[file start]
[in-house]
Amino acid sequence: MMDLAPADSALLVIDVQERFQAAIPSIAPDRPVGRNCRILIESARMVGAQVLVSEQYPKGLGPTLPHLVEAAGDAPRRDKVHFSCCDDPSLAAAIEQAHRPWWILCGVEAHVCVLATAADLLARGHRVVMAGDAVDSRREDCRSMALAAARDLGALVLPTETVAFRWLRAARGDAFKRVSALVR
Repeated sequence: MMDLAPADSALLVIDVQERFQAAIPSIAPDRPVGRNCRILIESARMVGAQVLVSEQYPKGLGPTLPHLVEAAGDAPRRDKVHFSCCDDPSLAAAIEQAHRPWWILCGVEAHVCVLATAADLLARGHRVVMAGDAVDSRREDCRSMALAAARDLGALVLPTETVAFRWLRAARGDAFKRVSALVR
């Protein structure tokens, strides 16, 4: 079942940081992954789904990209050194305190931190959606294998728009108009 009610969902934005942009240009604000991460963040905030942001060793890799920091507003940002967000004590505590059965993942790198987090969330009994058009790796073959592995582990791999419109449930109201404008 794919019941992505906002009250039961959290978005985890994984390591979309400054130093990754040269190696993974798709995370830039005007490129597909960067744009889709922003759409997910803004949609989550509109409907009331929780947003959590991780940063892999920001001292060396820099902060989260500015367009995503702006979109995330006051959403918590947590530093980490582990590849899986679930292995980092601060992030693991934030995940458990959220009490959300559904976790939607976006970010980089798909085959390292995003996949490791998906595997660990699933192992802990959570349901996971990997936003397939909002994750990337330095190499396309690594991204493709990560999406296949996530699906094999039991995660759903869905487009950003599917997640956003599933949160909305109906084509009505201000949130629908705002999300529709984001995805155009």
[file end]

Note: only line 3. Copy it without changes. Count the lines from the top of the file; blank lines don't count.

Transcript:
Repeated sequence: MMDLAPADSALLVIDVQERFQAAIPSIAPDRPVGRNCRILIESARMVGAQVLVSEQYPKGLGPTLPHLVEAAGDAPRRDKVHFSCCDDPSLAAAIEQAHRPWWILCGVEAHVCVLATAADLLARGHRVVMAGDAVDSRREDCRSMALAAARDLGALVLPTETVAFRWLRAARGDAFKRVSALVR